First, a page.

PBOL'S THEATRE WEEK IN REVIEW, Feb. 7-13: Wolfe Packs

News   PBOL'S THEATRE WEEK IN REVIEW, Feb. 7-13: Wolfe Packs George C. Wolfe, who this week announced his resignation as producer of the Public Theater, ran the Off-Broadway nonprofit institution for 11 years. But in that time he inarguably managed to achieve something that it took Public founder Joseph Papp 37 years to accomplish: polarize opinion about his leadership.

Some news accounts, in reporting the story, chose to focus on Wolfe's track record over the last couple seasons, two of his best years—critically, artistically, if not financially—at the Public. During that time, Suzan Lori Parks' Topdog/Underdog, Elaine Stritch's one-person show Elaine Stritch at Liberty, Richard Greenberg's Tony-winning play Take Me Out and Tony Kushner and Jeanine Tesori's Caroline, or Change, all garnered white hot critical attention (most of it good) and transferred to Broadway, earning laurels galore along their ways. (Though the jury is still out on Caroline, it's hard to believe it won't win something.)

Other observers remembered On the Town and The Wild Party, Broadway disasters which many deemed ill-considered acts of hubris. Beyond opinion was that they lost the Public millions and cast it into monetary dire straits—exacerbated by Sept. 11—from which the company is only now recovering. As recently as a couple months ago, a prominent talent agent was quoted as saying he had never seen a nonprofit as broke as the Public.

Wolfe came to the producership with towering credentials. He had written and directed praised works such as The Colored Museum and scored directorial hits on Broadway with a musical, Jelly's Last Jam, and what became the most famous play of the 1990s, Angels in America. Additionally, his obvious affinity for texts which addressed American culture in all its facets and diversity fit perfectly with the inclusive vision Papp created for the Public.

However, Wolfe's artistic record became more spotty as he evolved from a purely artistic into an artistic-administrative force. For every Bring in 'da Noise/Bring in 'da Funk, which electrified audiences with its originality and verve, there was a Radiant Baby which didn't live up to promise; for every new voice discovered, such as Stop/Kiss's Diana Son, there was a voice perhaps better left unheard, such as Kit Marlowe's David Grimm. Wolfe assiduously nurtured the careers of socially-minded minority playwrights like Suzan-Lori Parks and Nilo Cruz, though many observers wondered—even after each won a Pulitzer Prize—whether it was the writers' intentions or actual creations that won Wolfe's devotion. Liev Schreiber emerged as New York's most accomplished Shakespearean actor through a series of Public appearances, but almost always while surrounded by avant garde productions critics found ludicrous.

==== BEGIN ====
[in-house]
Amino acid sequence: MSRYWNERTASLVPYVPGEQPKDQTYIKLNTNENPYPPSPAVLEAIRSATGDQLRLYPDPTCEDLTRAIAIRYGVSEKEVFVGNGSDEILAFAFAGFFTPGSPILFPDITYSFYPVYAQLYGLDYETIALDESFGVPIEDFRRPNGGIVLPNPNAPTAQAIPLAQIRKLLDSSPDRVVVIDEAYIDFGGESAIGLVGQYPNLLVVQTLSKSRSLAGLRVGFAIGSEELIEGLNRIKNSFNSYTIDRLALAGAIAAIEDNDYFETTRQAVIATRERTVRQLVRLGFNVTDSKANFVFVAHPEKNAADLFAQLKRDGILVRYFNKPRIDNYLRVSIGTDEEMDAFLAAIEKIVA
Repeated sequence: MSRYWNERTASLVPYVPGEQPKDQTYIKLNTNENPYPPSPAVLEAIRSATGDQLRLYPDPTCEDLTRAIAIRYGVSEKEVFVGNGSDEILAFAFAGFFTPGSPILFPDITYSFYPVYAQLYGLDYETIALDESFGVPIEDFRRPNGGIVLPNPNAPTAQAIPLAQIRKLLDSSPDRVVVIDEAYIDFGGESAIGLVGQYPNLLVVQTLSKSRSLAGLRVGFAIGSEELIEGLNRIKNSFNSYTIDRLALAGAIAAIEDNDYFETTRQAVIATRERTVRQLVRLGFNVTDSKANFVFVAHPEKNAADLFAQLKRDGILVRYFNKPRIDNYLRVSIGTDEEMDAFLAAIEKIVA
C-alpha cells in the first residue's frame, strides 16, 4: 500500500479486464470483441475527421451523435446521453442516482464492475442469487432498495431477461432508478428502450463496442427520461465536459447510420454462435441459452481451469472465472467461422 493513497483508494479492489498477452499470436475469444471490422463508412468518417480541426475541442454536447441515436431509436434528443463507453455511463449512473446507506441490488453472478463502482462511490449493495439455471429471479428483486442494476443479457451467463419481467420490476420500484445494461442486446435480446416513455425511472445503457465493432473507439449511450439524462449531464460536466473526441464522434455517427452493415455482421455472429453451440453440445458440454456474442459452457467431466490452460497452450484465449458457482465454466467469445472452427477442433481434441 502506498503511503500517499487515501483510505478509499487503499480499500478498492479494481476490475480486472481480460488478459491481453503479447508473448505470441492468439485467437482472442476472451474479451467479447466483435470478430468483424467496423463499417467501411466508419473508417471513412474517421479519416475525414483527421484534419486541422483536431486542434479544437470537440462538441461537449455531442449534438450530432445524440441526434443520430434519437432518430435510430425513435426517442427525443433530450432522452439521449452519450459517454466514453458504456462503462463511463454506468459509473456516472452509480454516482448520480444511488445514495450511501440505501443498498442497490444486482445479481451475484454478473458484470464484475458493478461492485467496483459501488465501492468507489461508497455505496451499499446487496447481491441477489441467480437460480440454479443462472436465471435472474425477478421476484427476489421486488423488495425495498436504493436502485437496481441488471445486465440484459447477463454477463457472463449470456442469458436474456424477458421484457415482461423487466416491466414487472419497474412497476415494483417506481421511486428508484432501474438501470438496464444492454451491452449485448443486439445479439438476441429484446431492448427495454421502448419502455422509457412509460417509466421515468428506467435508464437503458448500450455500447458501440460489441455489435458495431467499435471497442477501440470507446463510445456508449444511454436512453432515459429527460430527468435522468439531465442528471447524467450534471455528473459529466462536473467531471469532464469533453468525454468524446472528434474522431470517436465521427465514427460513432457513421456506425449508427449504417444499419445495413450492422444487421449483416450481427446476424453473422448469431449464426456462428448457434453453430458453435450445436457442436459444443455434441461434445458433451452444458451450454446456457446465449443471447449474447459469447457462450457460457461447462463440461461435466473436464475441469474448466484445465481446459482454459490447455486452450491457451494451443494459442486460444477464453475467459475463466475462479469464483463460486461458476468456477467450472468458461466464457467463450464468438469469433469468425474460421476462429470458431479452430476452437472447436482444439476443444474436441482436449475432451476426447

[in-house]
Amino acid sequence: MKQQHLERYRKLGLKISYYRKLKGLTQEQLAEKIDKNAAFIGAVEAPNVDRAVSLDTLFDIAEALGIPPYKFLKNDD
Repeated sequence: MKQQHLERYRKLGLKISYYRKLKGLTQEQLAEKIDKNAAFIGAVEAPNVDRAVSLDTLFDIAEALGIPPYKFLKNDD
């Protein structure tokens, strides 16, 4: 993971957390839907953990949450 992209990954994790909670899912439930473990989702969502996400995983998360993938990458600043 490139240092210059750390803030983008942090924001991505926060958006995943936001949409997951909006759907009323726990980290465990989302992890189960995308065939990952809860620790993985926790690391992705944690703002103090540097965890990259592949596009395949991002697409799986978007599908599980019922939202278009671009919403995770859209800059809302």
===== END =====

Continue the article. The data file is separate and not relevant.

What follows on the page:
One thing no one denied was that Wolfe—unlike his short-lived predecessor Joanna Akalaitis—lent the theatre a distinct aesthetic and political identity. Every in-house and Central Park production—for better or worse—felt like something that had been selected—and also (even when the program information disputed the notion) directed—by the hand of George C. Wolfe. The building rang with his forceful, often noisy societal and artistic ideas. If the Public's search committee is looking for a personality as strong and overwhelming as his, they'll have their work cut out for them. Peter Meineck, the artistic director of the Off-Broadway Aquila Theatre Company, and Jeremy McCarter, the theatre critic for the New York Sun, didn't play nice this week. Meineck barred McCarter from Aquila's production of Agamemnon, saying Sun reviews have proved the critic vindictive, underhanded and unethical in regard to Aquila fare. If anyone needed proof that the news week had been a slow one, it came when the brouhaha made the theatre columns in both the Times and the Post.

However the silly mess plays out, it's clear Meineck has not read his theatre history books. In such feuds, the result is almost always the same: the barring producer ends up looking petty and foolish, and the critic finds his or her reputation burnished. When the Shuberts threw Alexander Woollcott out of their theatres following a mildly negative review, the acerbic writer comically complained of "basking in the fierce white light that beats upon the thrown." He ended up back in the Shubert houses and armed with a byline—the first ever given a New York Times critic. Some years later, the Shubert overreacted again, shutting its doors to columnist Walter Winchell. Winchell didn't mind; he merely quipped that if he couldn't go to the Shubert openings, he'd wait three days and go to their closings. Winchell reaped endless publicity and sympathy because of the ban, which finally ended when Al Jolson refused to open his Shubert-housed show The Wonder Bar unless Winchell was invited. And then there are the innumerable attempts to end the employment of John Simon, none of which has extracted him from his long-held perch as critic of New York magazine.

Perhaps the only time the producer came off looking better than the critic was in 1966, when David Merrick, angry at the New York Times' new policy of reviewing final previews instead of opening nights, canceled a performance of Philadelphia, Here I Come! rather than let Times critic Stanley Kauffmann in. Merrick said the electric power had given out. The Times pointed to the lights burning in the lobby. Merrick retorted a "rat" had gotten in the generator. The producer still looked childish, but he also amused the community with his outlandish behavior, as well as devilish sense of humor—something rare in showmen when they're busy fuming about bad reviews.